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Trump's $300 in extra jobless aid has already run out in 7 states

29 million Americans still on unemployment
More than 29 million Americans still on unemployment benefits 05:58

Seven U.S. states have exhausted federal disaster-relief funds tapped to provide supplementary federal jobless aid to millions of Americans, while other states are running low. President Donald Trump authorized the extra $300 in weekly benefits last month after a more generous program offering $600 per week had expired.

Florida said on Wednesday that it will pay out only four weeks of additional jobless aid, rather than the six weeks provided under the program. The Federal Emergency Management Agency, which is overseeing the effort, said last week it would provide six weeks of funding.

Dubbed the Lost Wages Assistance (LWA) program, the White House initiative has caused confusion at a time more than 28 million workers  are drawing jobless benefits. That includes uncertainty over when the benefits would begin and end in every state, which were required to apply with FEMA to receive the aid. 

"It's coming as a big surprise to the public that LWA ran out so fast, as it was touted as the administration's key plan for the unemployed," said Andrew Stettner, an expert on unemployment aid and a senior fellow at The Century Foundation, a progressive think tank. "Because it's capped, the aid ran out almost as soon as states were able to set up the program."

Unemployed Americans face income cliff

Around the U.S., the average weekly benefit for regular state unemployment is $333. That means typical workers will see their jobless benefits slashed by almost half after the LWA program ends.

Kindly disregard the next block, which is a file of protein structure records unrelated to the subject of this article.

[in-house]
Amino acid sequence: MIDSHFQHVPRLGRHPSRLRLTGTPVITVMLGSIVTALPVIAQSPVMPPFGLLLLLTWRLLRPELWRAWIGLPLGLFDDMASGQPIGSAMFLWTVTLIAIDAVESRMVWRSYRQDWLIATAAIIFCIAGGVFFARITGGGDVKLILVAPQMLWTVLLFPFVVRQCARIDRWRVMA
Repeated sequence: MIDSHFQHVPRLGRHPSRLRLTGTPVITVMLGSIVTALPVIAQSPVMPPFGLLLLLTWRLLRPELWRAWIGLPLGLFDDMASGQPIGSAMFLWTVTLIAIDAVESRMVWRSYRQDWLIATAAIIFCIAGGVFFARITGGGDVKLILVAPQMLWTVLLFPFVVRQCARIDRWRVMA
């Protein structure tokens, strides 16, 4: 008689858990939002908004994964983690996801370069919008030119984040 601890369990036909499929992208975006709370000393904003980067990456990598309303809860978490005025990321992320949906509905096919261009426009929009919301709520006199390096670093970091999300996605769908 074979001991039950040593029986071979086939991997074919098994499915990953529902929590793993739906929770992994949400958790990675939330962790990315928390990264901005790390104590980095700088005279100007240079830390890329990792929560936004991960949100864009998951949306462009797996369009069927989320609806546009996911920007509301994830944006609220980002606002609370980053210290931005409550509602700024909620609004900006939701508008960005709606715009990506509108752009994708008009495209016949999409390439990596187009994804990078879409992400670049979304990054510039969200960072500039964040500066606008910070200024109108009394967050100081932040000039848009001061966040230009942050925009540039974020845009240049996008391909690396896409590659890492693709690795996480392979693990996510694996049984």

The seven states that have already exhausted their funding were among the first to receive approvals from FEMA. Those states are Arizona, Massachusetts, Missouri, Montana, New Hampshire, North Carolina and Texas, according to, a site that tracks jobless benefits. 

Other states that are within one or two weeks of exhausting the extra funding include Iowa, Louisiana, Maine, Maryland, Pennsylvania and New Mexico, according to More than a dozen states, such as Nevada and Oregon, have yet to start sending the $300 payments to unemployed residents. 

Florida's eligibility problem

Florida said it won't provide the last two weeks of the $300 in extra benefits due to one of the program's requirements. In a statement emailed to CBS MoneyWatch, the Florida Department of Economic Opportunity pointed to a stipulation that at least a quarter of the program's recipients receive an additional $100 in state jobless aid. 

The upshot: Florida doesn't have enough workers who earn at least $100 in state unemployment aid to qualify. Florida Democrats have blamed Governor Ron DeSantis for the decision, writing on Twitter that ending the LWA program two weeks early is "torpedoing [the] FL economy."

The LWA program so far has forked out nearly $16 billion in benefits. About 790,000 people filed initial jobless claims last week, the Labor Department said Thursday. That's the first time in six months that claims were below 800,000 after soaring after the pandemic crippled the U.S. economy in March. Almost 34,000 people filed for unemployment aid in Florida last week, according to Labor Department data.

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